Cars stopped along the road and beeped in time with chants of “black lives matter”.
“We haven’t really been educated about our history,” she told the PA news agency. “You have to do the research yourself, that’s what I’ve had to do. It should be in schools.
“And it shouldn’t just be about our race, it should be all races. I was raised in a white family, so my family didn’t teach me, the school didn’t teach me, so I grew up without a sense of identity.”
Asked about any concerns over protesting during the coronavirus crisis, the 37-year-old said: “People have been gathering on the beach, people have been gathering in all sorts of places and the numbers haven’t risen.”
With protesters on the move, some reportedly in the direction of the Home Office, chants of “no justice, no peace, no racist police” are filling the streets.
The UK police has previously faced accusations of racism, with the 1999 MacPherson report published after the murder of Stephen Lawrence concluding the police response was “institutionally racist”.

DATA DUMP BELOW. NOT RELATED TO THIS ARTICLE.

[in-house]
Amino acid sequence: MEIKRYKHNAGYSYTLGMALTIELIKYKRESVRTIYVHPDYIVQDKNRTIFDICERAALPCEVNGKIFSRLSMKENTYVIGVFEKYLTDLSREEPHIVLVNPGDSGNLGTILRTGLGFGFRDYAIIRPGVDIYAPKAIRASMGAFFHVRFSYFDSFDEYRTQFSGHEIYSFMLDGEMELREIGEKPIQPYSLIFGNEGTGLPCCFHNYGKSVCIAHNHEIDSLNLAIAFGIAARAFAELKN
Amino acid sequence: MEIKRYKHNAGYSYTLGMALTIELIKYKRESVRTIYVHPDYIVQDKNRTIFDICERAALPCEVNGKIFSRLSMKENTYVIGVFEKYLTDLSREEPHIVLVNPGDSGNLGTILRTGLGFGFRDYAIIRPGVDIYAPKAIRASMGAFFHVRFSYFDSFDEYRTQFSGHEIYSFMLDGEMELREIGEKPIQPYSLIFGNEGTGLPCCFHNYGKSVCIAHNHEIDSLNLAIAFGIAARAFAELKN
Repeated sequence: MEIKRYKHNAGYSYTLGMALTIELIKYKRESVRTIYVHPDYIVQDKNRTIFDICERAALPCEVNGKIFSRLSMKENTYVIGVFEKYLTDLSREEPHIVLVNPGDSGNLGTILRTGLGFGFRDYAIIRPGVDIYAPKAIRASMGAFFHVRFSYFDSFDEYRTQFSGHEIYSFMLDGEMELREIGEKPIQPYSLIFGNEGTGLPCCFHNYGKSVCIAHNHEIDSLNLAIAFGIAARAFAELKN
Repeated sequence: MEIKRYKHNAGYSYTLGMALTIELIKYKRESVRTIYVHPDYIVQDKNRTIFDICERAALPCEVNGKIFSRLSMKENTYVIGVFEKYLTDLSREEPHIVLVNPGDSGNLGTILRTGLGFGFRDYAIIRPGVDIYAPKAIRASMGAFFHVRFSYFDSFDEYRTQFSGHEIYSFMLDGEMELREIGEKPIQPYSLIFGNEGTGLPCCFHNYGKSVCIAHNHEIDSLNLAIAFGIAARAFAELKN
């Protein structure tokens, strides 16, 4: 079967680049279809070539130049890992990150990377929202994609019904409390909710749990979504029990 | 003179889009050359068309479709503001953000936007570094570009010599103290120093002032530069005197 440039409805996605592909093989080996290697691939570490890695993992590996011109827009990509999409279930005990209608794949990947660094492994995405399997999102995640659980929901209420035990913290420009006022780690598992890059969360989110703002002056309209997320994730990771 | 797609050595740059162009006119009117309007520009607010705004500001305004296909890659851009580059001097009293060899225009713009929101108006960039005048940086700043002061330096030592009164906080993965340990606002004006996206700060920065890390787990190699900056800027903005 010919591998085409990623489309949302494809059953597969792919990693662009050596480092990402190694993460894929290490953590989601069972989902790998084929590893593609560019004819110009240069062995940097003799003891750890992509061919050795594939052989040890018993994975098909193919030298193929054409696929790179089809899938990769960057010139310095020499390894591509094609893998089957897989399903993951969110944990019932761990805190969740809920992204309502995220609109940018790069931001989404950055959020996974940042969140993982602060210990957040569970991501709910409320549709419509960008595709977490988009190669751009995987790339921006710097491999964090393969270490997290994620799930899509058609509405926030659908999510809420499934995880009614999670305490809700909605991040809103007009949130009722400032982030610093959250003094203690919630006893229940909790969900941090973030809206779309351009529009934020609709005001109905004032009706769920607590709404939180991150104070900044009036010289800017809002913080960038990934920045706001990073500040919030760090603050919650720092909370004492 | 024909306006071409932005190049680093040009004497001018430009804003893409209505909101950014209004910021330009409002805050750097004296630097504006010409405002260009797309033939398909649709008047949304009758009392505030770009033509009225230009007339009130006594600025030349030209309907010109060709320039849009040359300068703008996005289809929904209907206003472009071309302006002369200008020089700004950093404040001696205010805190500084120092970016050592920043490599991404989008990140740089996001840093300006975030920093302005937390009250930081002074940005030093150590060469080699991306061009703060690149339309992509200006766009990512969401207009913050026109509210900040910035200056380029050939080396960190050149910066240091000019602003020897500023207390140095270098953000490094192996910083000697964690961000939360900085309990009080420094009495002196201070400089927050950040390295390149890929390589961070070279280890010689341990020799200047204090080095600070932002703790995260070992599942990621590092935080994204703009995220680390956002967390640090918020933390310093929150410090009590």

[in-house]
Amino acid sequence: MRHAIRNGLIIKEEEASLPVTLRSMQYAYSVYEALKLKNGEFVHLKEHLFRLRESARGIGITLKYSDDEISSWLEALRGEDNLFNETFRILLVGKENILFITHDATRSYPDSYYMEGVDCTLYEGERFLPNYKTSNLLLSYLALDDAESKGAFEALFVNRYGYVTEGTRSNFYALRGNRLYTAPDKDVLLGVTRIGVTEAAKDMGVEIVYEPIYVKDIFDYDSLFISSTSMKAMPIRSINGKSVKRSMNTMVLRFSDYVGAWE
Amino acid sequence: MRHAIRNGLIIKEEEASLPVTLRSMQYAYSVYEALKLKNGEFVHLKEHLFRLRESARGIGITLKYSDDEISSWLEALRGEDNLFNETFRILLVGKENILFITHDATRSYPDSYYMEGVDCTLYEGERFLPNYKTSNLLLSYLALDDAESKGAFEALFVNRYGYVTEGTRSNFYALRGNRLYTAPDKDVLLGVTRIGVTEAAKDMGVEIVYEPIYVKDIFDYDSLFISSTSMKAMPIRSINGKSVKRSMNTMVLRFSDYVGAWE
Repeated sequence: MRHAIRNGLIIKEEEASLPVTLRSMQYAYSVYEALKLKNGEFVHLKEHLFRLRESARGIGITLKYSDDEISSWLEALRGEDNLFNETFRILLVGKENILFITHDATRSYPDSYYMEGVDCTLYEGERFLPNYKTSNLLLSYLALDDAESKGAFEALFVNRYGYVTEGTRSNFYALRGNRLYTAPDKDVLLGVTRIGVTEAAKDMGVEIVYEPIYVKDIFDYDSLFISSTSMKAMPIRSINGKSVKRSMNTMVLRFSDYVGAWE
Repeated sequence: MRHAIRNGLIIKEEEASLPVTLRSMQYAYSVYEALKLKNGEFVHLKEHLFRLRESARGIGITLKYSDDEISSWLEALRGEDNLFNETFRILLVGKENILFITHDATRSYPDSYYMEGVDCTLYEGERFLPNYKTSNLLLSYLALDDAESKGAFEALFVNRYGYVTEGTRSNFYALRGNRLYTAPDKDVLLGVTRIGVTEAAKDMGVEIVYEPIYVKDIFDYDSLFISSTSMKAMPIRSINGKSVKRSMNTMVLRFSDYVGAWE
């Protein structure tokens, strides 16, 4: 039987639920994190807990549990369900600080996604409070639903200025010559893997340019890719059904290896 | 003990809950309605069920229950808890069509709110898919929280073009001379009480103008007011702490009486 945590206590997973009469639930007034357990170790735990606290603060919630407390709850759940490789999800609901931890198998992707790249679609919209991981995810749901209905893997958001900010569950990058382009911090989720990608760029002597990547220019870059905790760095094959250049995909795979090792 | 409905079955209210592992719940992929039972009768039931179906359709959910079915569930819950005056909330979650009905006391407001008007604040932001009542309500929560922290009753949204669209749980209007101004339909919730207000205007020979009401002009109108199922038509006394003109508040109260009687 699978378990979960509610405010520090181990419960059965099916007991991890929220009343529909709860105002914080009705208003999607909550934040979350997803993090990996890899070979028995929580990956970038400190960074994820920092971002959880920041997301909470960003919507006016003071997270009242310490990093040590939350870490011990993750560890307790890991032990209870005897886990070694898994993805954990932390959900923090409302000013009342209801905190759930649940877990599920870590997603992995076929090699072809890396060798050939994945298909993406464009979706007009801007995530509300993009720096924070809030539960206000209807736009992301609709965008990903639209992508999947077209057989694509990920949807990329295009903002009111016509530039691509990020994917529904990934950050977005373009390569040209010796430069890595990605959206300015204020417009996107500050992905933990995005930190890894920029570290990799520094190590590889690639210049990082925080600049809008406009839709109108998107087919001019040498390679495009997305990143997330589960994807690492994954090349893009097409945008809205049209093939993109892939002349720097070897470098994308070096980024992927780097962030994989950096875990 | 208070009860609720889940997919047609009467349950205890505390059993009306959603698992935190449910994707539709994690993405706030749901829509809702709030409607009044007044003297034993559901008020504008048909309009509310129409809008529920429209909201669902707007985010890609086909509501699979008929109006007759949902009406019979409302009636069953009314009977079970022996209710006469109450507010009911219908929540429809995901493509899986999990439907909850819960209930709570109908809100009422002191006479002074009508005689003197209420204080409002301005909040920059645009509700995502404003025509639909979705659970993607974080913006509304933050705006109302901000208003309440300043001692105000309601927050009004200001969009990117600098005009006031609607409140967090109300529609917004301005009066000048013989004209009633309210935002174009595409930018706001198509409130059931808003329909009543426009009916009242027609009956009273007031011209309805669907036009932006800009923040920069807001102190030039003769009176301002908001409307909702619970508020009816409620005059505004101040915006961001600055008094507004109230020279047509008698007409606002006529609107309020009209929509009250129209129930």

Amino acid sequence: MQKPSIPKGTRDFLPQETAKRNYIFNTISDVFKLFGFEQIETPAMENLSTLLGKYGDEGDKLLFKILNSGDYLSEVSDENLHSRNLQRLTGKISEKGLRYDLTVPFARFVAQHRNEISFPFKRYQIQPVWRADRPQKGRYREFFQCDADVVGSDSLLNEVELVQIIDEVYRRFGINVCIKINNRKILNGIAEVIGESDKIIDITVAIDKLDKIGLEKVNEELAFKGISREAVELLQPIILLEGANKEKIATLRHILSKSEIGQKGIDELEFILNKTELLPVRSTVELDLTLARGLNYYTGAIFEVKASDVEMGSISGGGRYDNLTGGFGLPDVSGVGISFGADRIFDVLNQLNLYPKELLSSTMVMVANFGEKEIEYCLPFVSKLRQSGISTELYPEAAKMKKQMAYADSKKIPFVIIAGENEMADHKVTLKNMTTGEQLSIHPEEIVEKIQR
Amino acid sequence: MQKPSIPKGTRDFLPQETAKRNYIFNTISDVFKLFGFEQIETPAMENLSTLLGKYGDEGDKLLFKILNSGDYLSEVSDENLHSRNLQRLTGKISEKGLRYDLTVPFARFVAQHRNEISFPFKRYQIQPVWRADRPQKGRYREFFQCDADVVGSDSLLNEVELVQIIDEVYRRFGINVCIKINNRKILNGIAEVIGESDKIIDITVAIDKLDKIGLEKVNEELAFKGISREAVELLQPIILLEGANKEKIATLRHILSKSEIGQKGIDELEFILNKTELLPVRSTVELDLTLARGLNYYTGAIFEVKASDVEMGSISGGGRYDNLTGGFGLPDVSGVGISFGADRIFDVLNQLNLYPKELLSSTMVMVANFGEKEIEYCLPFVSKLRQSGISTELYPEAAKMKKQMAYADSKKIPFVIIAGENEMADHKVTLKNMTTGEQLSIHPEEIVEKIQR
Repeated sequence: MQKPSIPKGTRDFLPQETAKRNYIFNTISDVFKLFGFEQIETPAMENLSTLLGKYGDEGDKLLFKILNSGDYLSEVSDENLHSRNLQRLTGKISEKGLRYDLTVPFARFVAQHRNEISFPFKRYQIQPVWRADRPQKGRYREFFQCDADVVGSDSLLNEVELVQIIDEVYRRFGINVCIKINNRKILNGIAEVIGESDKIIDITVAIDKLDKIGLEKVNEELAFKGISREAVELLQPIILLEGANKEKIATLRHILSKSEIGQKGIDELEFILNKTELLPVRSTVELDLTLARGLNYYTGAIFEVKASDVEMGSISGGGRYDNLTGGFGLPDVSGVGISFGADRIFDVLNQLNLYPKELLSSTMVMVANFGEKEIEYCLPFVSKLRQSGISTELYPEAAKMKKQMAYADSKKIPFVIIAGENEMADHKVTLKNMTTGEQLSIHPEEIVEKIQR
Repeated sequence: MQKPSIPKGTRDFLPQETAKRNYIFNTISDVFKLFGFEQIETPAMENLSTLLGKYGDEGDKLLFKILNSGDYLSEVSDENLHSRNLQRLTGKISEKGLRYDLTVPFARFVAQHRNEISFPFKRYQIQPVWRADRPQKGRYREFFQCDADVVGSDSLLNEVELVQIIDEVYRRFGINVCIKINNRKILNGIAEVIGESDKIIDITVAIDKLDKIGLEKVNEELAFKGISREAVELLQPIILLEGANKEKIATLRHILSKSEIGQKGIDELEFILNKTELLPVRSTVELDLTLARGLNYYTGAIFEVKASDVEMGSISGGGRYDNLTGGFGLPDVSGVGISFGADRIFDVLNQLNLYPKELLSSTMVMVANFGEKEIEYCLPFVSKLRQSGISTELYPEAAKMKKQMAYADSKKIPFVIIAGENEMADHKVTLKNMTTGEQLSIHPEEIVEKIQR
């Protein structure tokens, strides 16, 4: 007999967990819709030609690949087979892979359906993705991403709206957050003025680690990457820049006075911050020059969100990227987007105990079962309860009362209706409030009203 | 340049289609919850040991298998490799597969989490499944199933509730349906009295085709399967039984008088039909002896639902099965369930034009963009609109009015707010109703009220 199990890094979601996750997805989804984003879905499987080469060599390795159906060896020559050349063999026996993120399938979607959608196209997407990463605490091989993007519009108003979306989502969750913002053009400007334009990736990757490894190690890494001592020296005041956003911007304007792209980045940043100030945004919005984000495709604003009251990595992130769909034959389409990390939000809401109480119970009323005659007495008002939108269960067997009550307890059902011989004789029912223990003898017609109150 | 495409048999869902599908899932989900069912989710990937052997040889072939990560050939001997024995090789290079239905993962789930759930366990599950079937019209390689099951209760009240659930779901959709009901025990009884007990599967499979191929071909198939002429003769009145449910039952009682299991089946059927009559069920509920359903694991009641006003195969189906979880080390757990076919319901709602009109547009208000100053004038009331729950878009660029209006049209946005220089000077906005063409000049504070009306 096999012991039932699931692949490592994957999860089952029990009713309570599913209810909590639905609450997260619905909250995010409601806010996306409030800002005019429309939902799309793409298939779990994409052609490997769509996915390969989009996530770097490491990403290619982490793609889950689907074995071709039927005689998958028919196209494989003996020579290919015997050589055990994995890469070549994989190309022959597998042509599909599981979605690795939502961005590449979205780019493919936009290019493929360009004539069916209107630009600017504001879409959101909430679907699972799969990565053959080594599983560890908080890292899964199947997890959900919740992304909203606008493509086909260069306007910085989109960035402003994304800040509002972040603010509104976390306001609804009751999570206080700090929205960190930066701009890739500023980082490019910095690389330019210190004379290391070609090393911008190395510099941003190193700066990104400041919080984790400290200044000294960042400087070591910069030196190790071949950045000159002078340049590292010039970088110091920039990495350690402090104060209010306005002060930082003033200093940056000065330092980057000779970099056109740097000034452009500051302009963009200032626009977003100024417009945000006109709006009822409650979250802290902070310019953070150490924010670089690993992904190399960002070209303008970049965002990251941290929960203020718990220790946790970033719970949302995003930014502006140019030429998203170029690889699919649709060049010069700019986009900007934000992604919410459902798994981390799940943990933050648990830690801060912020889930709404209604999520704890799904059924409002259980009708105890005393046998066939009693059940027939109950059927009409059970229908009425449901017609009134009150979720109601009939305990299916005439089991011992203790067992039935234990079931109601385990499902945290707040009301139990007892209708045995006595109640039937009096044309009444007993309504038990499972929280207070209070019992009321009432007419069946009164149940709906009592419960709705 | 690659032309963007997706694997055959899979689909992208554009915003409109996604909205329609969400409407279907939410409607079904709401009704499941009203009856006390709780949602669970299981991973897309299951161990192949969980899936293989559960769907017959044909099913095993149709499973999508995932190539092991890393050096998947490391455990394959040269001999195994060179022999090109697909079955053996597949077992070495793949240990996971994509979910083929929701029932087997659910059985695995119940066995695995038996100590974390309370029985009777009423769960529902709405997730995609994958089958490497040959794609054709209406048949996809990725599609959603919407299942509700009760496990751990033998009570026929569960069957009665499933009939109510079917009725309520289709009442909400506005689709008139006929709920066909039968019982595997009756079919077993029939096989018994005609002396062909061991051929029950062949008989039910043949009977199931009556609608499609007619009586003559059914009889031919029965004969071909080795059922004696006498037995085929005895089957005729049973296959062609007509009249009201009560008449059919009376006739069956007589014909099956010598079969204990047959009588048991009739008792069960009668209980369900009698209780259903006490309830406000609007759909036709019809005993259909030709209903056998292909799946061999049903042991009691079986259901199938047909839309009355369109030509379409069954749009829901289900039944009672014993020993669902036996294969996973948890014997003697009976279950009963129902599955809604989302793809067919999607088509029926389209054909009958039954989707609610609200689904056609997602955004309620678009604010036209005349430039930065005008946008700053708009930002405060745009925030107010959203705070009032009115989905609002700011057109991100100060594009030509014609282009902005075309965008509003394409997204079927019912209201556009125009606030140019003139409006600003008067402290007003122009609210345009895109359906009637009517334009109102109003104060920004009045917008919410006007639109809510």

Former Equality and Human Rights Commission chair Trevor Philips said a decade later that this was no longer true. Black people in the UK continue to face disproportionately high rates of stop and search, arrests and use of force.
Here’s some footage of the action from social media and images taken by photojournalists, some showing demonstrators taking the knee in solidarity, and others scaling the square’s Queen Victoria statue.
Rough estimates would suggest the number of people turning out across the UK is possibly reaching the tens of thousands.
The majority of those marching are wearing masks and face coverings, and appear to be adhering to social distancing by walking in small groups.
A woman wearing a “F*** Boris” T-shirt was stopped by British Transport Police in central London and told her clothing was against the law, Samuel Osborne reports.
Footage uploaded to YouTube on Thursday claims the unidentified woman was leaving the Black Lives Matter protest on Wednesday when she was approached by two officers.
In the footage, filmed at Oxford Circus, the woman asks: “You think it’s illegal for me to have this T-shirt on? Based on what law?”